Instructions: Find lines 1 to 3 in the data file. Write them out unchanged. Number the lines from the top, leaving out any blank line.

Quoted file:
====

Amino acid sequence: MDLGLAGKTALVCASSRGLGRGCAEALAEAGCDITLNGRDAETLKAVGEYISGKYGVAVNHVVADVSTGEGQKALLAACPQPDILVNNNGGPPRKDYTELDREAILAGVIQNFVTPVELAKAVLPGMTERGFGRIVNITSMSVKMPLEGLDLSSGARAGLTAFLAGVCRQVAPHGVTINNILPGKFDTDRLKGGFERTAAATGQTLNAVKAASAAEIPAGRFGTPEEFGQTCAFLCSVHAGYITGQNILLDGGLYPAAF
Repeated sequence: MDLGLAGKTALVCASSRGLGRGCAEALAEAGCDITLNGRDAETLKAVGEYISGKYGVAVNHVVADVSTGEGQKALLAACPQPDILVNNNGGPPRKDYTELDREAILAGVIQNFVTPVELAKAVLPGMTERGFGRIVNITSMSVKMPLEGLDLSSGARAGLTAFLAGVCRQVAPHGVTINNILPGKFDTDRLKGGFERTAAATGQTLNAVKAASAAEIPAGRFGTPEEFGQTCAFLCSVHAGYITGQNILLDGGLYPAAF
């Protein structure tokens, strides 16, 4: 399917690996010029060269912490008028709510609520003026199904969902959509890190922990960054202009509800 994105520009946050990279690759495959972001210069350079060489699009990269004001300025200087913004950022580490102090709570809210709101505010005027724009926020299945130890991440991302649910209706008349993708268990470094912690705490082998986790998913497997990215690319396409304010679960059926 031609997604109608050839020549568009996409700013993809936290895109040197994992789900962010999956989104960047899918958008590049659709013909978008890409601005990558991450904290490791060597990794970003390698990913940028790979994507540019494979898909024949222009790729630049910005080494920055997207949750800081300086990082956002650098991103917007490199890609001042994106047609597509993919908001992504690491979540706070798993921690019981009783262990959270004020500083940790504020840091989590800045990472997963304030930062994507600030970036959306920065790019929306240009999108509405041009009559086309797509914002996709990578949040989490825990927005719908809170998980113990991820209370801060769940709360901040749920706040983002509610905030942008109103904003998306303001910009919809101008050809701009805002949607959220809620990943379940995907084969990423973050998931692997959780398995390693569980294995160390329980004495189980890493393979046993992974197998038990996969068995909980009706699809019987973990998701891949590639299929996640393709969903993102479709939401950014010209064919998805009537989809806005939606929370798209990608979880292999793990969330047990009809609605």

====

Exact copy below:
Amino acid sequence: MDLGLAGKTALVCASSRGLGRGCAEALAEAGCDITLNGRDAETLKAVGEYISGKYGVAVNHVVADVSTGEGQKALLAACPQPDILVNNNGGPPRKDYTELDREAILAGVIQNFVTPVELAKAVLPGMTERGFGRIVNITSMSVKMPLEGLDLSSGARAGLTAFLAGVCRQVAPHGVTINNILPGKFDTDRLKGGFERTAAATGQTLNAVKAASAAEIPAGRFGTPEEFGQTCAFLCSVHAGYITGQNILLDGGLYPAAF
Repeated sequence: MDLGLAGKTALVCASSRGLGRGCAEALAEAGCDITLNGRDAETLKAVGEYISGKYGVAVNHVVADVSTGEGQKALLAACPQPDILVNNNGGPPRKDYTELDREAILAGVIQNFVTPVELAKAVLPGMTERGFGRIVNITSMSVKMPLEGLDLSSGARAGLTAFLAGVCRQVAPHGVTINNILPGKFDTDRLKGGFERTAAATGQTLNAVKAASAAEIPAGRFGTPEEFGQTCAFLCSVHAGYITGQNILLDGGLYPAAF
């Protein structure tokens, strides 16, 4: 399917690996010029060269912490008028709510609520003026199904969902959509890190922990960054202009509800 994105520009946050990279690759495959972001210069350079060489699009990269004001300025200087913004950022580490102090709570809210709101505010005027724009926020299945130890991440991302649910209706008349993708268990470094912690705490082998986790998913497997990215690319396409304010679960059926 031609997604109608050839020549568009996409700013993809936290895109040197994992789900962010999956989104960047899918958008590049659709013909978008890409601005990558991450904290490791060597990794970003390698990913940028790979994507540019494979898909024949222009790729630049910005080494920055997207949750800081300086990082956002650098991103917007490199890609001042994106047609597509993919908001992504690491979540706070798993921690019981009783262990959270004020500083940790504020840091989590800045990472997963304030930062994507600030970036959306920065790019929306240009999108509405041009009559086309797509914002996709990578949040989490825990927005719908809170998980113990991820209370801060769940709360901040749920706040983002509610905030942008109103904003998306303001910009919809101008050809701009805002949607959220809620990943379940995907084969990423973050998931692997959780398995390693569980294995160390329980004495189980890493393979046993992974197998038990996969068995909980009706699809019987973990998701891949590639299929996640393709969903993102479709939401950014010209064919998805009537989809806005939606929370798209990608979880292999793990969330047990009809609605």